Mineral Characterisation of Subsurface Sandstone Reservoir Clays
Reservoir Storage and Transmission of Valuable Resources
Sandstone reservoirs play a vital role in the storage and transmission of valuable resources, such as drinking water, crude oil, and natural gas. Porosity and permeability are two key properties that together affect whether sandstones can store and transmit commercially usable quantities of these fluids. Clay minerals are often the primary component of sandstones that impact porosity and permeability. Thus, the capability to determine the physical and chemical characteristics of clay minerals in sandstones, and then to understand the economic ramifications for developing aquifers or reservoirs, are of critical importance to the water and hydrocarbon industries.
Clay Minerals Pose a Difficult Customer Challenge
Many factors interact to influence the petro-physical properties of sandstones, but the types of clay minerals that fill pore spaces, together with their abundance and crystal size, are particularly significant. The very fine crystal size and complex mineralogy of clays combine to make them notoriously difficult to identify and to characterise using standard petrographic techniques, such as transmitted light microscopy. Without an in-depth understanding of clays and their properties, it can be hard to assess why a hydrocarbon or water well is producing poorly and, therefore, to determine what remedial actions might be taken.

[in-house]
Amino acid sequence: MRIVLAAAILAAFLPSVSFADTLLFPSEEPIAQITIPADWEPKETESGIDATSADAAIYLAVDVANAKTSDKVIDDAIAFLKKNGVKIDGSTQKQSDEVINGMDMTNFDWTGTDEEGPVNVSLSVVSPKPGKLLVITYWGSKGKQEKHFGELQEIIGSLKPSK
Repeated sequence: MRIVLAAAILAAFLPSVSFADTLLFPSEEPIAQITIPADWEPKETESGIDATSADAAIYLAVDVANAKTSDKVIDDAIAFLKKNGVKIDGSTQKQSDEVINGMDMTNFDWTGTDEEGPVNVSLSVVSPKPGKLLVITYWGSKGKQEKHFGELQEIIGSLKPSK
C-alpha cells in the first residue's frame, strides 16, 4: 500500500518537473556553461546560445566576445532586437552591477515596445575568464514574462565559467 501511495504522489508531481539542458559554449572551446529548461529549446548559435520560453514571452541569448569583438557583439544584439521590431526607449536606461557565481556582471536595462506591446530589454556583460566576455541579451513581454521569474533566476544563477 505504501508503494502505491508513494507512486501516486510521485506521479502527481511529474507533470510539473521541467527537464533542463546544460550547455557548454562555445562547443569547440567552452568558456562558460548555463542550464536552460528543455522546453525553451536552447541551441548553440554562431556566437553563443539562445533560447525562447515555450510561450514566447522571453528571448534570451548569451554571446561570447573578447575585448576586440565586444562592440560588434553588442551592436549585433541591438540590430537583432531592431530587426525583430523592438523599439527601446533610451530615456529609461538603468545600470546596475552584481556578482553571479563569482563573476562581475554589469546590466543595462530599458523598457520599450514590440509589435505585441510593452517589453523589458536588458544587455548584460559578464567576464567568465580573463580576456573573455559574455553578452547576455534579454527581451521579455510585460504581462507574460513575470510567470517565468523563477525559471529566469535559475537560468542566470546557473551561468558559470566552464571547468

Imaging and Analysing Clays with Electron Microscopy
The two scanning electron microscopes (SEM's) in the Imaging Spectroscopy and Analysis Centre (ISAAC) in the School of Geographical and Earth Sciences (GES) are ideal for evaluating those aspects that limit the porosity and permeability of sandstones.
Download the full Mineral Characterisation case study.